I shared a statistic in my last post that received a fair amount of questions and scrutiny from readers (see: Playing the Probabilities). Namely, that the worst 30 year total return on the S&P 500 was close to 850%.
When investors see a number this large the first reaction for many is disbelief. I’m always quick to point out the caveats when showing historical market data such as this — it’s not a guarantee of future returns, it includes dividends reinvested, it doesn’t include costs or inflation and it generally tells us more about potential risk than returns — but this number still caused a bit of an uproar.
While the total return looks huge, it was actually an annual return of just over 7.8%. While a respectable number, that kind of return wouldn’t be all that shocking to anyone who pays attention to the markets. The reason that 7.8% turns into 850% is for two simple, yet widely misunderstood reasons: (1) time and (2) compound interest.
Over long enough time frames even fairly mild returns can grow to massive sums as compound interest takes over. Here’s a table that shows a number of different annual returns and what they would grow to in total over 30 years:
Pretty impressive numbers when you think about it. But these numbers don’t tell the whole story. Compound interest is like a snowball that rolls downhill, slowly picking up speed and size at first, but really takes off over the long run as gains build on top of gains. For example, here is the growth of $1 over 30 years at an annual return of 7.8%:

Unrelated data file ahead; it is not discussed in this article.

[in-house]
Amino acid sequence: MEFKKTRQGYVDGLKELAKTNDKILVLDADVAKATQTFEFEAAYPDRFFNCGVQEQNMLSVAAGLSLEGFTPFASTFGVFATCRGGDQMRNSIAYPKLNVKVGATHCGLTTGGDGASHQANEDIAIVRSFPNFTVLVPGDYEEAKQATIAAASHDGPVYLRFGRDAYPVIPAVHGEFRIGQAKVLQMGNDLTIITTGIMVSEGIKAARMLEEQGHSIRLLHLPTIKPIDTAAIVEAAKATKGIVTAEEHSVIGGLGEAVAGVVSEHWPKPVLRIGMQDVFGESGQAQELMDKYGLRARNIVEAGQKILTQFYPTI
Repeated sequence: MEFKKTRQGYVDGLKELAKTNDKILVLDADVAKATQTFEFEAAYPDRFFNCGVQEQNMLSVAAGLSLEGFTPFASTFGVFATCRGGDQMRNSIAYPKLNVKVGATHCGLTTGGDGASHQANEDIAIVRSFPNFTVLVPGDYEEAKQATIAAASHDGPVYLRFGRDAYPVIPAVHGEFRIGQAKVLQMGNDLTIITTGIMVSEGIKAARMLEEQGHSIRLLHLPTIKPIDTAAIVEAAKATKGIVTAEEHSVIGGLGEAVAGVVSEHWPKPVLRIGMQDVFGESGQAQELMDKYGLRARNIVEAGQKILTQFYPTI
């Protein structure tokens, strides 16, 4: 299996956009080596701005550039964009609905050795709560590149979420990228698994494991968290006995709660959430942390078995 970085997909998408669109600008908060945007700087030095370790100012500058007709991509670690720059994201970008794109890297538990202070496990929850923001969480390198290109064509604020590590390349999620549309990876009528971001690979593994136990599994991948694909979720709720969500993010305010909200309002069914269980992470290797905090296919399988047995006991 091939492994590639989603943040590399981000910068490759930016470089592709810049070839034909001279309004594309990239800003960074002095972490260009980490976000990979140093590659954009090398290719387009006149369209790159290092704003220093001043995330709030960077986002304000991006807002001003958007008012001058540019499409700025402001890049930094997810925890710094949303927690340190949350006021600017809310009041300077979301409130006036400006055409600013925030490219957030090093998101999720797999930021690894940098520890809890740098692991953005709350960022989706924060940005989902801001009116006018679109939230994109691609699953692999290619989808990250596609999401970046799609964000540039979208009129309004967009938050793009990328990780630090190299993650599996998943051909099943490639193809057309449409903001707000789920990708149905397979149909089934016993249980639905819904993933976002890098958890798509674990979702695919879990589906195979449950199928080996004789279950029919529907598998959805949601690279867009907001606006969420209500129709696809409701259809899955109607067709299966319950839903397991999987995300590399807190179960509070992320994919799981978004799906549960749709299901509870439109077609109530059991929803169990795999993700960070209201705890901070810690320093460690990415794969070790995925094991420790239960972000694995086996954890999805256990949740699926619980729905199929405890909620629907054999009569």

In this example it takes about 20 years to go from $1 to $4. Then, as the snowball grows in size, it takes just under 10 years to go from $4 to $8. The majority of the dollar gains are back-loaded. Obviously, the markets don’t go up in a smooth line like this. And there’s a very good possibility that an investor’s tolerance for risk will change as they accumulate more money in their portfolio.
So it’s not always that easy to reap the benefits of time arbitrage. Yet it’s a huge mistake to underestimate the potential of compound interest as you look to grow your portfolio. The biggest asset most investors have is time.
A number of people mentioned the fact that my numbers didn’t include the effects of inflation which can be substantial over 30 years. I decided re-run the same numbers using real (after-inflation) results as well. The worst 30 year total real return was just shy of 240%. While not as impressive as 850%, that’s still 4.1% over the rate of inflation over 30 years.
Here are the annual 30 year real returns for comparison purposes: